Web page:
The definition of complementary color is "a color on the opposite side of a color wheel (geometry) that cancels the other making the resulting one neutral (achromatic, grayscale), black or white".
I added a couple of words in parenthesis. Not every color model is a wheel, a circle. You could represent them in a hexagon, rectangle, or triangle. In fact, they are not 2D shapes, but 3D solids.
And if you think of the "opposite" on a 3D solid, you do not get white or black, but grayscale. You can have cubes, cones, double cones, cylinders, spheres, or potato-shaped 3D models.
Take a look at this question: Is there a standard for color wheels?
Let us stick to color wheels, well, we do not have only one "color wheel". Yes, we have the more standardized RGB-CMY color wheel, and numerically you use that model when you use hexadecimal notation and operations.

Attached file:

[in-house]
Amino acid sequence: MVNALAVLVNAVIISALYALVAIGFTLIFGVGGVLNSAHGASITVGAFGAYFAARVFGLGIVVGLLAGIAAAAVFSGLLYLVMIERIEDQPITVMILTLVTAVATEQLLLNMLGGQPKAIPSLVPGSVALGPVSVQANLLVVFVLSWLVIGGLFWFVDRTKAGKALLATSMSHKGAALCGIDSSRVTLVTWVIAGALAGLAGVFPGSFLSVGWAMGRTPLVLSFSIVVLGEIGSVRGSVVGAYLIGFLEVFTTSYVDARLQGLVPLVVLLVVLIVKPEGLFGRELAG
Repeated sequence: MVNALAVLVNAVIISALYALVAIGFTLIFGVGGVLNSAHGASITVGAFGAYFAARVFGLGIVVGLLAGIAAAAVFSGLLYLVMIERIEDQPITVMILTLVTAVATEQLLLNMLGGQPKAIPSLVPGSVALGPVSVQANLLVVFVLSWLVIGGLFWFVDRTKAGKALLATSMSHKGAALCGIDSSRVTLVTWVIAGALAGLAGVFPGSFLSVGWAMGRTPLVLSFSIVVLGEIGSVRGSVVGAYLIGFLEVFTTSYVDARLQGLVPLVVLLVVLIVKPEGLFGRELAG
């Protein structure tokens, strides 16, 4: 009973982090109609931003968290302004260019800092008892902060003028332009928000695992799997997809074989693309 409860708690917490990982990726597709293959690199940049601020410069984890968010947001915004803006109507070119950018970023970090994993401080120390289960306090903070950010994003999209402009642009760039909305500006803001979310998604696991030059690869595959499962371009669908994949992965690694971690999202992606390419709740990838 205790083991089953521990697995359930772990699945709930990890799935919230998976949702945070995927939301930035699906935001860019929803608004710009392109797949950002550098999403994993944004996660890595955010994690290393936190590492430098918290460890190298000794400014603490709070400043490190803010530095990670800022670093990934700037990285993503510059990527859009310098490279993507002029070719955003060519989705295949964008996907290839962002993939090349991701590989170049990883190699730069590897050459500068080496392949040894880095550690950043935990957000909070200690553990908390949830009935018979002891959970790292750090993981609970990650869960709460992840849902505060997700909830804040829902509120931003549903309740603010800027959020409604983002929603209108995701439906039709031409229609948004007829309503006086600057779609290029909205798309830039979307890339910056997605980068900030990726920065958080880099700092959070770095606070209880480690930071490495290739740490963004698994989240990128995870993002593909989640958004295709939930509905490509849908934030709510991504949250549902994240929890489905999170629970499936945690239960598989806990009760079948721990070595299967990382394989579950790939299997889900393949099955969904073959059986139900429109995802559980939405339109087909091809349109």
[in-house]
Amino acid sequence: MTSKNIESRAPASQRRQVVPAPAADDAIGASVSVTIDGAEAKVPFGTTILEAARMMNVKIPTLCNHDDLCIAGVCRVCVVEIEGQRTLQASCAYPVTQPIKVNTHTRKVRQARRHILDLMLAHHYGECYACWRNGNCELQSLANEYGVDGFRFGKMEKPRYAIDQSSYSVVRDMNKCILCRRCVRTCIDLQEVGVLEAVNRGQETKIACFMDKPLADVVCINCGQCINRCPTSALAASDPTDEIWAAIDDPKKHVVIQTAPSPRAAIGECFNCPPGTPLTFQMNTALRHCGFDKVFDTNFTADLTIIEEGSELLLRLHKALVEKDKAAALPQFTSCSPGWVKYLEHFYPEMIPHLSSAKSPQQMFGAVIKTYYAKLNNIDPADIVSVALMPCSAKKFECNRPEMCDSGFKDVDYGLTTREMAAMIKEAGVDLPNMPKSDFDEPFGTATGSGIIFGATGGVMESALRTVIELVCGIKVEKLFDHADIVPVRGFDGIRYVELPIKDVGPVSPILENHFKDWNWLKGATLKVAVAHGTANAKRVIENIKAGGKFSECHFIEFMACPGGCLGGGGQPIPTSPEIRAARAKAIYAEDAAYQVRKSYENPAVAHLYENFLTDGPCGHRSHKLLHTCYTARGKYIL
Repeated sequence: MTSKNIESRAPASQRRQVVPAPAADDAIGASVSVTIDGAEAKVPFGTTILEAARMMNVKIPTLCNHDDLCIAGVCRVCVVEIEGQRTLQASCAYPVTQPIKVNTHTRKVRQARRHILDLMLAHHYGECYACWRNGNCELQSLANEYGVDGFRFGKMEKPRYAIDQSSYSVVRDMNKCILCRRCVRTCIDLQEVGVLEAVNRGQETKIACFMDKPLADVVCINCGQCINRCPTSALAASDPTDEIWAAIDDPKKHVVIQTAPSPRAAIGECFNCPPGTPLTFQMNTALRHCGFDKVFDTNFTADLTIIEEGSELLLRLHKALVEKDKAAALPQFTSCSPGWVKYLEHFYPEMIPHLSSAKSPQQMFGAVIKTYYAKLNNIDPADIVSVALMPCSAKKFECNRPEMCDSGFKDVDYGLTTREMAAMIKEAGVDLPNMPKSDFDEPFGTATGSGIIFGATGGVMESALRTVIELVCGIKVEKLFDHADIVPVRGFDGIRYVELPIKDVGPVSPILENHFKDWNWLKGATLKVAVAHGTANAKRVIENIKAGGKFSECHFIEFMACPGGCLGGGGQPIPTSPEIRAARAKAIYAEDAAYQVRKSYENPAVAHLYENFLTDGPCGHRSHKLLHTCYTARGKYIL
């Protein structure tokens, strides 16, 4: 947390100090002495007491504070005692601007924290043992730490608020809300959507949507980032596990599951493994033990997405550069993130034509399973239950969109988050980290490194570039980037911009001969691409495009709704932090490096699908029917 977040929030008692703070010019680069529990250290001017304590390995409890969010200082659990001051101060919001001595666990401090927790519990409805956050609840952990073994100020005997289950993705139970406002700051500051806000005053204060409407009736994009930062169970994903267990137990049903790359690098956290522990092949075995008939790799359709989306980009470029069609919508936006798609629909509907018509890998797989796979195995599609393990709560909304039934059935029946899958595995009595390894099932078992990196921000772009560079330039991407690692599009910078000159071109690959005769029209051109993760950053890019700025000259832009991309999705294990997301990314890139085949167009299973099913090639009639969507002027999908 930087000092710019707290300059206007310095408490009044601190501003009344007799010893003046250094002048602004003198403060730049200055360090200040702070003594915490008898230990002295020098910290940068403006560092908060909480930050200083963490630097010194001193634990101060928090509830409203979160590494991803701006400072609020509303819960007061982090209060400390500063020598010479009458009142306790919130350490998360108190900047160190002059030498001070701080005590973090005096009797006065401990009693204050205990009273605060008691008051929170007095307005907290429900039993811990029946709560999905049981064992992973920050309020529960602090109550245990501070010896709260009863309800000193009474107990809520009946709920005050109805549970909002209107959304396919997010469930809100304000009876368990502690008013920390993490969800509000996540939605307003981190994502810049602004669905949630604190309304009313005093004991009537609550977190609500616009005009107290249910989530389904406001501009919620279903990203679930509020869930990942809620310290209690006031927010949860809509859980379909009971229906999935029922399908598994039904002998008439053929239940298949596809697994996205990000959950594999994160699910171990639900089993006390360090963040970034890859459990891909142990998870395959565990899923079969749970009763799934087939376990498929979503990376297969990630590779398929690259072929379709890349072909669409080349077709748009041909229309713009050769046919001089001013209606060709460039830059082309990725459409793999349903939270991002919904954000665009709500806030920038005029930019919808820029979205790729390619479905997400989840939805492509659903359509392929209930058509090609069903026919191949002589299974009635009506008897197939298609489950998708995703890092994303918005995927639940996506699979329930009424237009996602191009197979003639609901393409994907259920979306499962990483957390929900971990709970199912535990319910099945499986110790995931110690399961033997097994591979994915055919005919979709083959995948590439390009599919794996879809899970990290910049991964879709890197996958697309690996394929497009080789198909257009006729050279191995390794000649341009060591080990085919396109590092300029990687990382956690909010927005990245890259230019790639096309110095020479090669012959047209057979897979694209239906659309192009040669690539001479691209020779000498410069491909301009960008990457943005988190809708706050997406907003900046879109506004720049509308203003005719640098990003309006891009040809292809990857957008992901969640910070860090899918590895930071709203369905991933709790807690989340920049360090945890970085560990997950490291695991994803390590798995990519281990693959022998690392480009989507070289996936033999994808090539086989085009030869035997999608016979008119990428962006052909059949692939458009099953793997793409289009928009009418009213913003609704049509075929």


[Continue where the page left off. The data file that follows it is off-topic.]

But a color wheel that stays on an "artistic level" is RYB one. In this wheel, Yellow is opposite to Purple. It does not make sense mathematically, only perceptually. It is the standard color wheel used in painting.
My assumption is that the person doing that color scheme used something like: https://paletton.com/#uid=a1S4G0k++NyttZOLy+V+WuJ+5ob
And as you can see, that is more or less an RYB model.